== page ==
Authors: L. Xu, M. Anjanappa
Addresses: Black and Decker Corporation, 701 E. Joppa Road, Towson, MD 21286, USA. ' The Department of Mechanical Engineering, University of Maryland Baltimore County, 1000 Hilltop Circle, Baltimore, MD 21250, USA
Abstract: Percussive drilling, that uses rotary torque and axial impact simultaneously, is an established method of making holes in concrete. This paper deals with the development of a finite element model, based on three-dimensional wave propagation, which represents the impact process of percussive drilling in concrete. The solid model of the percussive drilling system consists of five separate components, viz. shank, fluted body, socket tip, carbide blade and concrete target. After integration and meshing, the finite element model is analysed using three-dimensional wave propagation techniques. The bias weight and the impact impulse were set up as inputs to the drilling system. A ||surface to surface eroding|| interface was selected for the drill tip-concrete contact surface while a ||rigid wall|| interface was chosen for the concrete-ground support contact surface. Simulation results showed the usefulness of the model in understanding how the three-dimensional wave, due to impact, propagates through the drilling system resulting in penetration of the drill bit into concrete. The accuracy of the model was successfully verified with prior-known one-dimensional analytical model and experimental penetration results. Finally, to illustrate the potential use of this model to design and analyse percussive drilling system, the effect of variation of rake angle, helix angle, point angle, and bias weight on the extent of penetration is presented. The results clearly showed the importance of simulating the impact process for designing new percussive drill bits.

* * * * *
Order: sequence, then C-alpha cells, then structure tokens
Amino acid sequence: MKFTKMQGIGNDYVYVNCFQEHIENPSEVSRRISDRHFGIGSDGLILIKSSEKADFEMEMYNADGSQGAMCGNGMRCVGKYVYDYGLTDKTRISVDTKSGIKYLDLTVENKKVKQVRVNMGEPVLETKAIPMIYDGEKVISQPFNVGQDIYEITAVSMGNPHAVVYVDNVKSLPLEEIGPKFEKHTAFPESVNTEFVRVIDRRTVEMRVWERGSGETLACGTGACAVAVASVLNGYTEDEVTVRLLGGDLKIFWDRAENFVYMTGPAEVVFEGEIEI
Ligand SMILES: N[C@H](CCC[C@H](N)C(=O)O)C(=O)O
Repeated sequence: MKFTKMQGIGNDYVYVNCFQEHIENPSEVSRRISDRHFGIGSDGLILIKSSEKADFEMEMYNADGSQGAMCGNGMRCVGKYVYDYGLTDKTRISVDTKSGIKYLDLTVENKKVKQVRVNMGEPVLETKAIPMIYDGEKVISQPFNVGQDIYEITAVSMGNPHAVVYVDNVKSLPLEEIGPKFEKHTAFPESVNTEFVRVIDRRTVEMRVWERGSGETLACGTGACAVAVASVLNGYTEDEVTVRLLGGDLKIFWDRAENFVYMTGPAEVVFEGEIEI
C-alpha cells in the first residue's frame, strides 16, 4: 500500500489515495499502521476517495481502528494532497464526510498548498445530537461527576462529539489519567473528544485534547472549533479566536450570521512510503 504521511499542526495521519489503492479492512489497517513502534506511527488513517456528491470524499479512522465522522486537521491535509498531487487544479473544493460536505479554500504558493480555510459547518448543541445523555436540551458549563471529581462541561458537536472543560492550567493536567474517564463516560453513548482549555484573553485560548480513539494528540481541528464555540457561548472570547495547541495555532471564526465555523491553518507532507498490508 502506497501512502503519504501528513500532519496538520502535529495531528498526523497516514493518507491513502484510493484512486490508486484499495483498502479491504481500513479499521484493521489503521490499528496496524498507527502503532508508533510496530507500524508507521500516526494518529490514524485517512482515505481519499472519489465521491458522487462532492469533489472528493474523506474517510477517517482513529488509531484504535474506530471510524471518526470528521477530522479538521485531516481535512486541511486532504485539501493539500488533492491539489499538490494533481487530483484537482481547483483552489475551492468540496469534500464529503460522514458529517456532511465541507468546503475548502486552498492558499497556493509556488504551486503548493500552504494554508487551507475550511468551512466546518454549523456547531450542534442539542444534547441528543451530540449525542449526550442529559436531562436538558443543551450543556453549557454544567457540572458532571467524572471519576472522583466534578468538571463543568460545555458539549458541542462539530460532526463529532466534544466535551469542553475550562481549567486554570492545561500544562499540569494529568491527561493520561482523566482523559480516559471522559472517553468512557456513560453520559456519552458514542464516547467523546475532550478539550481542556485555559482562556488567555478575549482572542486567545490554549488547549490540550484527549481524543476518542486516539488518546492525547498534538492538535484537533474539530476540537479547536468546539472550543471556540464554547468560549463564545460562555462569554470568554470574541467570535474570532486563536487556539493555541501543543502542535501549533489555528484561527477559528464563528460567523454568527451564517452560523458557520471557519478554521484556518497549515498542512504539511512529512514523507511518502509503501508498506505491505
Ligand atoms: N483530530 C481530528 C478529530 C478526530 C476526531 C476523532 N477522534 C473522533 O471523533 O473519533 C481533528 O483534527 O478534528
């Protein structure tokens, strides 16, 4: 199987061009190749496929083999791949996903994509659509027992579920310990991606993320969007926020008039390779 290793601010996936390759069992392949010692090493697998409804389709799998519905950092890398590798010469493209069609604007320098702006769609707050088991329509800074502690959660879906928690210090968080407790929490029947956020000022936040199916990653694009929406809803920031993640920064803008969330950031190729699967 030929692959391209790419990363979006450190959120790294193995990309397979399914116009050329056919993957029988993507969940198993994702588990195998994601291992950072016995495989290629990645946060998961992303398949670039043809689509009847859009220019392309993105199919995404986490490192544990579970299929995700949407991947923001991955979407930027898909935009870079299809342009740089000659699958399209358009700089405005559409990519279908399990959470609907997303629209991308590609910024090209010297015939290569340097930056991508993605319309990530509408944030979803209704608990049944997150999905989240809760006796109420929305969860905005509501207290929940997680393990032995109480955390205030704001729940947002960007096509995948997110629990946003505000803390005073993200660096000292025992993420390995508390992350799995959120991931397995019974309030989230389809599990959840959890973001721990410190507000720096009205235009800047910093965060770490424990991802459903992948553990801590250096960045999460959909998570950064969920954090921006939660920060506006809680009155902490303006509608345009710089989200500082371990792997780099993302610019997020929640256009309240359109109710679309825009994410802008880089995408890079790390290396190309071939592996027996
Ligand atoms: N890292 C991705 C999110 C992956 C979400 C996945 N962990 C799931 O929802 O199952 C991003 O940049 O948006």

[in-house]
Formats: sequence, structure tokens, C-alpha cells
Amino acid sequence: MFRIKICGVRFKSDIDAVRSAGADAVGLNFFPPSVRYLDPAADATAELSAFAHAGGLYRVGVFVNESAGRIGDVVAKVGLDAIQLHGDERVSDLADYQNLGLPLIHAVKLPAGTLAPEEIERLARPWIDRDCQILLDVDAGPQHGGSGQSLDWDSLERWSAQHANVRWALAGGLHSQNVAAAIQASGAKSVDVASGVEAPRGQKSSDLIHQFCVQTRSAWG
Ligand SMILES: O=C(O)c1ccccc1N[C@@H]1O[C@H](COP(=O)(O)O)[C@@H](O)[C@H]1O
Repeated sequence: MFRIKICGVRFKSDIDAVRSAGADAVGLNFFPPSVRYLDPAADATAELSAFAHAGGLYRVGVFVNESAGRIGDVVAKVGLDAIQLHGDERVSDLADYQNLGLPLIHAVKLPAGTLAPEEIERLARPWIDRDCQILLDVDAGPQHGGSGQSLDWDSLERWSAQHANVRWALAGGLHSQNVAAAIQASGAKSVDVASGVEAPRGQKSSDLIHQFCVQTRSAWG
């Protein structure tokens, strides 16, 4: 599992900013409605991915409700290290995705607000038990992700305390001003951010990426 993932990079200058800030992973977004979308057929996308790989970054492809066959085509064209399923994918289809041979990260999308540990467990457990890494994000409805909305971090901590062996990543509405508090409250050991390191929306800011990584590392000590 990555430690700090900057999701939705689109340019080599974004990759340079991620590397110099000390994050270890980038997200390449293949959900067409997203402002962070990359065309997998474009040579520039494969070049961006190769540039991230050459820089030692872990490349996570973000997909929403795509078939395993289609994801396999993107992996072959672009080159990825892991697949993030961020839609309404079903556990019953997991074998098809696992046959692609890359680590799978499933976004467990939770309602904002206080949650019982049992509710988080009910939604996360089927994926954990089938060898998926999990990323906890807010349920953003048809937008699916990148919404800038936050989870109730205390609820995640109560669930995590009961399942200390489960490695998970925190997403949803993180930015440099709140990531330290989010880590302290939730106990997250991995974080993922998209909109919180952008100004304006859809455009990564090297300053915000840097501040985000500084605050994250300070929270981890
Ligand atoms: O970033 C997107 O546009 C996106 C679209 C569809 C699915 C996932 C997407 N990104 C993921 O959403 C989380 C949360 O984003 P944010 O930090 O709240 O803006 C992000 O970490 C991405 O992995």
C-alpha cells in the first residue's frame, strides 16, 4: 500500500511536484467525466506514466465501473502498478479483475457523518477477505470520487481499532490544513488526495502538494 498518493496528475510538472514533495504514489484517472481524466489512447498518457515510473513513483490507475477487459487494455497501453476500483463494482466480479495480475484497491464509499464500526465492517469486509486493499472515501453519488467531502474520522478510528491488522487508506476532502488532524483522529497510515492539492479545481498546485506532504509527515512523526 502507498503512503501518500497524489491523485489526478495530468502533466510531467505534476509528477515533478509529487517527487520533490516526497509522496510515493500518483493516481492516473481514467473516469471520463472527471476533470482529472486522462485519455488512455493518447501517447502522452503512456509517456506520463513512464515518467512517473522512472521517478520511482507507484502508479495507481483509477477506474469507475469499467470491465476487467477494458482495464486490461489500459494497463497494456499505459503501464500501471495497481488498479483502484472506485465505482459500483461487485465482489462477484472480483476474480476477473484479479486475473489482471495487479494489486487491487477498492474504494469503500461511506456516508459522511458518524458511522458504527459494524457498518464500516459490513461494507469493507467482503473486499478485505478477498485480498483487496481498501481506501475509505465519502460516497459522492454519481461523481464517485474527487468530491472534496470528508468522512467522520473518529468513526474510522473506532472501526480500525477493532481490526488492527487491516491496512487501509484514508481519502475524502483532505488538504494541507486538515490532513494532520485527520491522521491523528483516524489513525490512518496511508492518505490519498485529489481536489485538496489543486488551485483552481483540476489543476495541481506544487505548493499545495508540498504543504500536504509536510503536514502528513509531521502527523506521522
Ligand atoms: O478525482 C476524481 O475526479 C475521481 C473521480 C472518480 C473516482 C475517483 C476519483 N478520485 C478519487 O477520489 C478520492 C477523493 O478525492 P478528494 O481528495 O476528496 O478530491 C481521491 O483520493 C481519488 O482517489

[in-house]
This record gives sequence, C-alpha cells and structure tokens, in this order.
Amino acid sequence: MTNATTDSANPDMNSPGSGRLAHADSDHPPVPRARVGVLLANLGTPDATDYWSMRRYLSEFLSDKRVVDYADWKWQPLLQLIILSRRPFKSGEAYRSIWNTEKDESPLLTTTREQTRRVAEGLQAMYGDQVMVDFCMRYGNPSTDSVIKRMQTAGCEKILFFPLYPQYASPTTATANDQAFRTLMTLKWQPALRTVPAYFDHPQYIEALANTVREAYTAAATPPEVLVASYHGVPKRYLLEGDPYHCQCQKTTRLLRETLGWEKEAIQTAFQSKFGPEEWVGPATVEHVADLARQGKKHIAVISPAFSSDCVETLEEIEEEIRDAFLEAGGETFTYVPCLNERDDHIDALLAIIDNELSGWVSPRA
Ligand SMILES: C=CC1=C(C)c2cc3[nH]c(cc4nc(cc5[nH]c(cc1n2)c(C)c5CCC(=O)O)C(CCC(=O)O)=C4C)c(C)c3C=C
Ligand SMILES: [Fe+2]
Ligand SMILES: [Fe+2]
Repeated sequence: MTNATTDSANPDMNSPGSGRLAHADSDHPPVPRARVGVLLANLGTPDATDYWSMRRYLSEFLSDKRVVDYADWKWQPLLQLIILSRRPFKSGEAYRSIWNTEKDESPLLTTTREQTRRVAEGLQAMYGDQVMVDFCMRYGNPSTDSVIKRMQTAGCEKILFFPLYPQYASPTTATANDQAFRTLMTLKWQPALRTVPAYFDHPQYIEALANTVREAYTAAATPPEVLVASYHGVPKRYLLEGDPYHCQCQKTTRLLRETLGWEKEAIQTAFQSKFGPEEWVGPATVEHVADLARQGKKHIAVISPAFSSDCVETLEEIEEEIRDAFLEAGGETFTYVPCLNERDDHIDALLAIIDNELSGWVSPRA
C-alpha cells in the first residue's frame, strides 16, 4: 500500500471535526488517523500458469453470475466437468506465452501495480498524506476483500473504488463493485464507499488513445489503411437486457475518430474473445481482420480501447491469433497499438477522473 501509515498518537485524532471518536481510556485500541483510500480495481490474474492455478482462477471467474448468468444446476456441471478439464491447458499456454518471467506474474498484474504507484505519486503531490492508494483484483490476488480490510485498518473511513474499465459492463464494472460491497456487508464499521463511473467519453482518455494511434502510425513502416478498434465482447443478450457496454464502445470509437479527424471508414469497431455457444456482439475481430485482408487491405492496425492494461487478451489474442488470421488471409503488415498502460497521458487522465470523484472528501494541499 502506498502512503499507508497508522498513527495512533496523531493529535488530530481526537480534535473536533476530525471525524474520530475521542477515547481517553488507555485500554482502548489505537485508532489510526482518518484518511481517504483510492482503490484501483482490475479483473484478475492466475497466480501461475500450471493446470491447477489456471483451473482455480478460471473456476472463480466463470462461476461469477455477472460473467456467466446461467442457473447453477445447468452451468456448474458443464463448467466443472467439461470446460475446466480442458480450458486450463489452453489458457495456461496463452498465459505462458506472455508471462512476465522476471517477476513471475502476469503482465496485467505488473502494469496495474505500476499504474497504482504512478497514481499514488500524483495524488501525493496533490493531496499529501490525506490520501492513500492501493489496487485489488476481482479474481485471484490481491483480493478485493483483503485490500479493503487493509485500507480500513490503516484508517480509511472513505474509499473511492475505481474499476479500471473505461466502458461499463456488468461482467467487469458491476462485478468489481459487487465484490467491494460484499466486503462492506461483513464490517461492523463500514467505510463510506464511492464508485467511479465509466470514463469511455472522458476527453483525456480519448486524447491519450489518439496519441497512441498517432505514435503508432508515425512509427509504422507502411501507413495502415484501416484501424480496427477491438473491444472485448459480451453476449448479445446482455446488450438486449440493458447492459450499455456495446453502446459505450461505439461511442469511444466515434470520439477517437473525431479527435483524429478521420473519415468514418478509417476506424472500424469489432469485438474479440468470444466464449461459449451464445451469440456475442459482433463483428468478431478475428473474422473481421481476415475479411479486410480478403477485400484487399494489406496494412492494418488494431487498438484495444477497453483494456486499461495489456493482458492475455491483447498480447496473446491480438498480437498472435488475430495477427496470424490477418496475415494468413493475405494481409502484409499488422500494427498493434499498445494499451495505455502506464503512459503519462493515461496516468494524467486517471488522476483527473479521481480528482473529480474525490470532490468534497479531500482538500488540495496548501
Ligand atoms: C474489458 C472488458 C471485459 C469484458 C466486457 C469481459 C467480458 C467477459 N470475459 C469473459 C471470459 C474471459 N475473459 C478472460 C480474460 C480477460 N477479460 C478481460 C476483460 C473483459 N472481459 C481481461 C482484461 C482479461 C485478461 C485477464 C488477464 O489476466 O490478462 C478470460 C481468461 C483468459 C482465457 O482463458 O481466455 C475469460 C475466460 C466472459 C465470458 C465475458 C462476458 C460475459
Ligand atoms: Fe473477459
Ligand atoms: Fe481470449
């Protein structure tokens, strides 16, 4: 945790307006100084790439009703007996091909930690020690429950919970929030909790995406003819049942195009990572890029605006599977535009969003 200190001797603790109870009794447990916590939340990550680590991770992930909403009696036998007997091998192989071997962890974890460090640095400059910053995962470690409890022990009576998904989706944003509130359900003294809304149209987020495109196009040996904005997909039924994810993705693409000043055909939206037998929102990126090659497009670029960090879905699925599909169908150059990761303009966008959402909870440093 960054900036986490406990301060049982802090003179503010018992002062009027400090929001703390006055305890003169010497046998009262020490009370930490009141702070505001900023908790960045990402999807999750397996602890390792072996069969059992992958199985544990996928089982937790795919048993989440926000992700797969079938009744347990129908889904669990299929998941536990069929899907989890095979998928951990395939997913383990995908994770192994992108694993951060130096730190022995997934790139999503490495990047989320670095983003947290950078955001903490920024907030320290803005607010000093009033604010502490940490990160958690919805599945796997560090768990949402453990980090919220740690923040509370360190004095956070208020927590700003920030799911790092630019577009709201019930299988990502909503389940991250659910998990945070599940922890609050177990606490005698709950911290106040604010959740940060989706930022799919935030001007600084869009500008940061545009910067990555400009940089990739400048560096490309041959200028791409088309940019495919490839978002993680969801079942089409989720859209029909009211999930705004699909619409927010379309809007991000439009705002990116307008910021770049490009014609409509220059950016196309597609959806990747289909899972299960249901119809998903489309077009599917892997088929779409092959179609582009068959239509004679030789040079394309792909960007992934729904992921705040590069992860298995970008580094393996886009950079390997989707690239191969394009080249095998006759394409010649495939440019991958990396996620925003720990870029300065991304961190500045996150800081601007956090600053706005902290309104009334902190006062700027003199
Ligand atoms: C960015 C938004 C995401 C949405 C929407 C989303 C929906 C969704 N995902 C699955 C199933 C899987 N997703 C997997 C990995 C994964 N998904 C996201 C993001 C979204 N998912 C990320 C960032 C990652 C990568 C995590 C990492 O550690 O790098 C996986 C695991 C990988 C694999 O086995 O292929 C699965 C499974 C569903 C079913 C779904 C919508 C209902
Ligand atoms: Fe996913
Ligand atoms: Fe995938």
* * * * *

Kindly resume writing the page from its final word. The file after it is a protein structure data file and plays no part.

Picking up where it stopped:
Keywords: percussive drilling; concrete; finite element analysis; FEA; wave propagation; impact process; simulation.
International Journal of Computer Applications in Technology, 2005 Vol.24 No.1, pp.1 - 16
Published online: 23 Jun 2005 *Full-text access for editors Full-text access for subscribers Purchase this article Comment on this article